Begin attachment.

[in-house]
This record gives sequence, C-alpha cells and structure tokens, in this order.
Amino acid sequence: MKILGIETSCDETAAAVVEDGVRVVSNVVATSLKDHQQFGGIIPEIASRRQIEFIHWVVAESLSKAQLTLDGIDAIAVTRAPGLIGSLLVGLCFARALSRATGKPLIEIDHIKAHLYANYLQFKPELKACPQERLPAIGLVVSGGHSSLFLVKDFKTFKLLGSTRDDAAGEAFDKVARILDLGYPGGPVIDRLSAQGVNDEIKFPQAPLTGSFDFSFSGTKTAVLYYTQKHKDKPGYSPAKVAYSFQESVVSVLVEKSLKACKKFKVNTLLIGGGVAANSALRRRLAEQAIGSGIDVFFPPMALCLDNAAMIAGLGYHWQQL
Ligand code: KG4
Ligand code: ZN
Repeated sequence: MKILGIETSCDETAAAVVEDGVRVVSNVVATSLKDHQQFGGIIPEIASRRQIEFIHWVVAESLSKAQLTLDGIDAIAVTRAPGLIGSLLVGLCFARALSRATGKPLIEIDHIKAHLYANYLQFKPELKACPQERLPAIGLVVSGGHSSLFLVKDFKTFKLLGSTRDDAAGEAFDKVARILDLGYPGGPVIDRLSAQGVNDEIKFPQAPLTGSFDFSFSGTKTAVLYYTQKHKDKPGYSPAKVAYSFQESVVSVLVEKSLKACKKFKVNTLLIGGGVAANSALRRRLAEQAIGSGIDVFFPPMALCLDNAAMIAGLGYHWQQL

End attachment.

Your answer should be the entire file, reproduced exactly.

[in-house]
This record gives sequence, C-alpha cells and structure tokens, in this order.
Amino acid sequence: MKILGIETSCDETAAAVVEDGVRVVSNVVATSLKDHQQFGGIIPEIASRRQIEFIHWVVAESLSKAQLTLDGIDAIAVTRAPGLIGSLLVGLCFARALSRATGKPLIEIDHIKAHLYANYLQFKPELKACPQERLPAIGLVVSGGHSSLFLVKDFKTFKLLGSTRDDAAGEAFDKVARILDLGYPGGPVIDRLSAQGVNDEIKFPQAPLTGSFDFSFSGTKTAVLYYTQKHKDKPGYSPAKVAYSFQESVVSVLVEKSLKACKKFKVNTLLIGGGVAANSALRRRLAEQAIGSGIDVFFPPMALCLDNAAMIAGLGYHWQQL
Ligand code: KG4
Ligand code: ZN
Repeated sequence: MKILGIETSCDETAAAVVEDGVRVVSNVVATSLKDHQQFGGIIPEIASRRQIEFIHWVVAESLSKAQLTLDGIDAIAVTRAPGLIGSLLVGLCFARALSRATGKPLIEIDHIKAHLYANYLQFKPELKACPQERLPAIGLVVSGGHSSLFLVKDFKTFKLLGSTRDDAAGEAFDKVARILDLGYPGGPVIDRLSAQGVNDEIKFPQAPLTGSFDFSFSGTKTAVLYYTQKHKDKPGYSPAKVAYSFQESVVSVLVEKSLKACKKFKVNTLLIGGGVAANSALRRRLAEQAIGSGIDVFFPPMALCLDNAAMIAGLGYHWQQL